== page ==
Athletes in khaki

February 25, 1915
There are fewer participants in sports and games since the war began than ever before. Golf clubs, crickets clubs, football clubs, Rugby clubs, and boxing clubs all tell the same tale, and when the season approaches tennis, croquet, and swimming clubs will have a similar story to unfold.

Players are few, and consist of those barred by age or prevented by civil responsibilities from being engaged on military service. The membership of the various golf clubs, for instance, has been so depleted by enlistment in the Army or Navy that seldom, if ever, has the “starting sheet” to be requisitioned, even on Saturdays.

Quite a quarter of the players from the local clubs have joined the forces, and unfortunately a fair number have fallen in action.

Golfers on service
Taking, for example, a few of the most important clubs, it will be seen what an inroad war has made in the lists of active players. No fewer than 126 members have joined the forces from the Royal Liverpool Club, which has a membership of somewhere about 750, and sad to relate four of these members have already fallen in action. In addition, eight of the staff are on active service.

The West Lancashire Golf Club is proud to record forty-five of its members as being now on military service, as also three of its staff. The membership roll of this club bear the names of about 400. So far as is at present known none of its military members have been killed.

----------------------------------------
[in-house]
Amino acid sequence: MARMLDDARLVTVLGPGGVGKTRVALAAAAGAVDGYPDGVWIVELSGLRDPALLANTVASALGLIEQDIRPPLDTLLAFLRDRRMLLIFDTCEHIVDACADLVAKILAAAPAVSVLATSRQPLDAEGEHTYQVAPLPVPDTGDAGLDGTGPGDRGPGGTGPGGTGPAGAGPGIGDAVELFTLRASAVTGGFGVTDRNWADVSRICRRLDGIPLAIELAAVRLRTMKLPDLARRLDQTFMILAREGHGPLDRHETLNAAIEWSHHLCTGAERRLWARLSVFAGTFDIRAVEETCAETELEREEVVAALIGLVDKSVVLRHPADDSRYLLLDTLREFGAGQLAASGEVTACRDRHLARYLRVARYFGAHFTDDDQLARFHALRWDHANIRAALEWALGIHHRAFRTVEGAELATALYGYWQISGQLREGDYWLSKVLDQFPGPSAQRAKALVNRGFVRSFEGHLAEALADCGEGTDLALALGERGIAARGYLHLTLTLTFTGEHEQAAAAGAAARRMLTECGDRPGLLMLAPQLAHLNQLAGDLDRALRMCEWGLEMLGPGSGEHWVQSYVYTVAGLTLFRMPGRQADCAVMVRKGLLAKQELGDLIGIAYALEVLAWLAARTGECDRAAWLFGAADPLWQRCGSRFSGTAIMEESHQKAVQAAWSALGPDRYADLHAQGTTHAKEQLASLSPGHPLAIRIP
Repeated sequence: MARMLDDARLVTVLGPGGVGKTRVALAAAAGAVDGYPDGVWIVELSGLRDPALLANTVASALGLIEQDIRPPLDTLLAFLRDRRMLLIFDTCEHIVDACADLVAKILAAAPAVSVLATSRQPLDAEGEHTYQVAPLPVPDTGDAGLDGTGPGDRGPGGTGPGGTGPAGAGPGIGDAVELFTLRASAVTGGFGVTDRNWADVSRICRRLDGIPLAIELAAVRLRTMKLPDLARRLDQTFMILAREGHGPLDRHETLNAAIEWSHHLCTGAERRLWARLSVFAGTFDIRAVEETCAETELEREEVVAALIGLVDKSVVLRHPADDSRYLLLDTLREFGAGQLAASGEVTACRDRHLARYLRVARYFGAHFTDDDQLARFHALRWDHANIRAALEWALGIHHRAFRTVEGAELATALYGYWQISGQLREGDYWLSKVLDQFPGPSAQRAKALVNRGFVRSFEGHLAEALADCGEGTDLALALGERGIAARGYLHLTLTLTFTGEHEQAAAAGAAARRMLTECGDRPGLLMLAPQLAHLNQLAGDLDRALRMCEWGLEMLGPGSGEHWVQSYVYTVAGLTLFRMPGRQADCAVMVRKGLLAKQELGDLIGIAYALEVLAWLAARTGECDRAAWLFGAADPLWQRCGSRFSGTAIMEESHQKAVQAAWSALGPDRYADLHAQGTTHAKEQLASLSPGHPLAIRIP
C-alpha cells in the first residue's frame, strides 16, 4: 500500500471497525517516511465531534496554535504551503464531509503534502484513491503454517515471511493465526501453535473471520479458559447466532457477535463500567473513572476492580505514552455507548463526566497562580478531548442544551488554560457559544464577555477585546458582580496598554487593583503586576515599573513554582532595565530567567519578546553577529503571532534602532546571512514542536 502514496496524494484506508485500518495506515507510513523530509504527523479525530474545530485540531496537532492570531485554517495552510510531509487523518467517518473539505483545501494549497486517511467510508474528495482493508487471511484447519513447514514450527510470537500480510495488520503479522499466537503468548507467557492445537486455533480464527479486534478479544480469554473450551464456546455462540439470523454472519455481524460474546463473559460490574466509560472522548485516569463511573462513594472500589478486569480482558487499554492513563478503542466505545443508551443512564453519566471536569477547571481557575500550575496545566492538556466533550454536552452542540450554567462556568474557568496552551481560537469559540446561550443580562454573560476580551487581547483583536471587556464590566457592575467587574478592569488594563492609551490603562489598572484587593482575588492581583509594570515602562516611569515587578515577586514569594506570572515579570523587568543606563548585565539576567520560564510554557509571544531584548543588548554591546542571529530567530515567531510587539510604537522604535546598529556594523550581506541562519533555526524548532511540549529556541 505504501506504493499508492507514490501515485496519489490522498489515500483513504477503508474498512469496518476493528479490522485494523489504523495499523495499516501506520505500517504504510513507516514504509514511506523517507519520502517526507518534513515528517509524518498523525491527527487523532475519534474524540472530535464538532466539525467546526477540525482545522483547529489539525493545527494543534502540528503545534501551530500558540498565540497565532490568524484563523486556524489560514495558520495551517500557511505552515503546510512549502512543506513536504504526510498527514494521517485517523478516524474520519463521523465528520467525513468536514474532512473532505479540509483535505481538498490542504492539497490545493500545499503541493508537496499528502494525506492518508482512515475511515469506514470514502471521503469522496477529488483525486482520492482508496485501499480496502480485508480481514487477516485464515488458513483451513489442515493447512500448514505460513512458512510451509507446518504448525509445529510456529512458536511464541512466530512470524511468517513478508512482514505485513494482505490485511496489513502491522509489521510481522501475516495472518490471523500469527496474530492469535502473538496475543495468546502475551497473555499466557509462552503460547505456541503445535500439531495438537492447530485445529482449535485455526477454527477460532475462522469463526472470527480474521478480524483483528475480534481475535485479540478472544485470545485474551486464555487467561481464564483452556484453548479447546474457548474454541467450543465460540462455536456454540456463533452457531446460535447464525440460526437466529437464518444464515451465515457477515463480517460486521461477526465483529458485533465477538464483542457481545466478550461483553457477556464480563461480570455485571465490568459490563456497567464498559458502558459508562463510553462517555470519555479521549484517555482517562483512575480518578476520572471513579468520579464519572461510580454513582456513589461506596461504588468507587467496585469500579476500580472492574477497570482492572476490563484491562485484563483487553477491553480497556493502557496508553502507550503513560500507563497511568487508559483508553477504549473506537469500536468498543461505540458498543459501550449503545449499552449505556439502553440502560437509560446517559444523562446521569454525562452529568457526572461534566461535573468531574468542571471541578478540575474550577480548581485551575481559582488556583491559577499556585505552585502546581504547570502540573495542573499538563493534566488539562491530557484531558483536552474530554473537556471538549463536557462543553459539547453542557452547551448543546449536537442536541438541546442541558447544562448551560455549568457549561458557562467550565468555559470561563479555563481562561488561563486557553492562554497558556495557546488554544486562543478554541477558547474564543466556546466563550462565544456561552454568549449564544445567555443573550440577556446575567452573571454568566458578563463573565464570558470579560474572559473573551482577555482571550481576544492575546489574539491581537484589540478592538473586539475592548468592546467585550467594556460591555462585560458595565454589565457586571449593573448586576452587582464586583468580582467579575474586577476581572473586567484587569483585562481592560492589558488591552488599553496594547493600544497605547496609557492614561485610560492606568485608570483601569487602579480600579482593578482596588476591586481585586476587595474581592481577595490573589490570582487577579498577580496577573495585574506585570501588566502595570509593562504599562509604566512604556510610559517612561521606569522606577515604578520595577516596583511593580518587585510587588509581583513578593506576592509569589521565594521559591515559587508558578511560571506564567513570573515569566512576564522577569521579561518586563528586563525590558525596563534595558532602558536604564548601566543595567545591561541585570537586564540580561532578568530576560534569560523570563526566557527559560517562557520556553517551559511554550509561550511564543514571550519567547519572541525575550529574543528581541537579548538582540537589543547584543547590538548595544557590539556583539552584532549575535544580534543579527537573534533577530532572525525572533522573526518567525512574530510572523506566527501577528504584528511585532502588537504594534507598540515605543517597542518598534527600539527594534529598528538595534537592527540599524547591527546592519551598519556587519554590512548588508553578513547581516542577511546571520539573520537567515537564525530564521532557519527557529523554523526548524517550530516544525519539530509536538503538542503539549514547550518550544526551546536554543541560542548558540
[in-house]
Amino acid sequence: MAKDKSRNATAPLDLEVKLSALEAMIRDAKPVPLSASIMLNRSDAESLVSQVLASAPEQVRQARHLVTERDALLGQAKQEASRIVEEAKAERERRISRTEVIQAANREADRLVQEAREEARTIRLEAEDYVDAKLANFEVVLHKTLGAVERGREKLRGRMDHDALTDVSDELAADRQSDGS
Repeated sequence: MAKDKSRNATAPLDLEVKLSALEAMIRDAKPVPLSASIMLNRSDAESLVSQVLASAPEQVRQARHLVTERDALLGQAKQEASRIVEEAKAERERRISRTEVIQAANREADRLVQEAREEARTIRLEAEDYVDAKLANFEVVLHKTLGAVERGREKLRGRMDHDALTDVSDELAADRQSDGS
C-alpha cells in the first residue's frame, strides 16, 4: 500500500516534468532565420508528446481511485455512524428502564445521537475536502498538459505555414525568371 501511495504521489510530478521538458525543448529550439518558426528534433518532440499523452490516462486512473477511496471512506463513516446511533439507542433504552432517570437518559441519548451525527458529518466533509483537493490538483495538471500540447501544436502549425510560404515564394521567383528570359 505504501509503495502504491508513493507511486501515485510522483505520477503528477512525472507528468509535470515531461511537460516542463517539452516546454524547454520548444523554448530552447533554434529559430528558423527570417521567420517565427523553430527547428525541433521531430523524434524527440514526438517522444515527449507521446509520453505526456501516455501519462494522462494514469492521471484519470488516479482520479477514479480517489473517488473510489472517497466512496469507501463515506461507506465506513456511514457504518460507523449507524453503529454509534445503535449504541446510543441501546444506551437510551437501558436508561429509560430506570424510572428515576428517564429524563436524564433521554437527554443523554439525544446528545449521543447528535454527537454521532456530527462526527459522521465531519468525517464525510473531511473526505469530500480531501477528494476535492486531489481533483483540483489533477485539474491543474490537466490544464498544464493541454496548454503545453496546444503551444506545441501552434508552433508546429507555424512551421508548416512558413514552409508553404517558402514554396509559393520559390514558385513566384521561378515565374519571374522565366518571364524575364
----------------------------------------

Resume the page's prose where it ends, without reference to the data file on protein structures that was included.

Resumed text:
Out of 250 members of the Chester Golf Club, fifty-three joined the forces, and here again they have to record two as having been killed – Major J.H. Massey and Captain Grayson. One members of this club, Second-Lieutenant H.M. Atkinson, has already distinguished himself, and has been awarded the D.S.O. Second-Lieutenant Atkinson, by the way, was the Welsh amateur golf champions for 1913.

Caddies have also responded to the call of country, and here again the Chester Golf Club have about 100 of these on its honour roll. The Wallasey Golf Club has sixty-five out of 400 members on active service; and the Formby Golf Club 115 out of a membership of 500.

The Leasowe Golf Club has got ten of its members on service out of a roll of 260 players. Several of the caddies from this club are also now wearing khaki. Besides, Leasowe links is now used by the military five days of the week as a shooting range.

Positions of sports clubs
There is also scarcely a Rugby club in the whole Liverpool district that has not a great number of its members now wearing either khaki or naval uniform. In fact secretaries of these clubs aver that Rugby football has the honour of having a higher representation among the forces at the present time than any other sport.

Harriers clubs, too, in consequence of the war are running fewer members this season than ever in the past.

Several of the cricket clubs have also under consideration the abandonment of their summer fixtures. Owing to an inadequate number of players remaining they doubt the possibility of securing fully representative teams.

So far as boxing is concerned, the great difficulty is in fixing up matches having any real value, for so many of the pugilists have thrown aside the boxing gloves in favour of the rifle and refused the attractive purses.

The problem of the swimming clubs is likely to be a serious one during the forthcoming

In fact, there is no branch of sports that has not contributed in men very largely to all branches of his Majesty’s Forces.
(Liverpool Daily Post: February 25, 1915)


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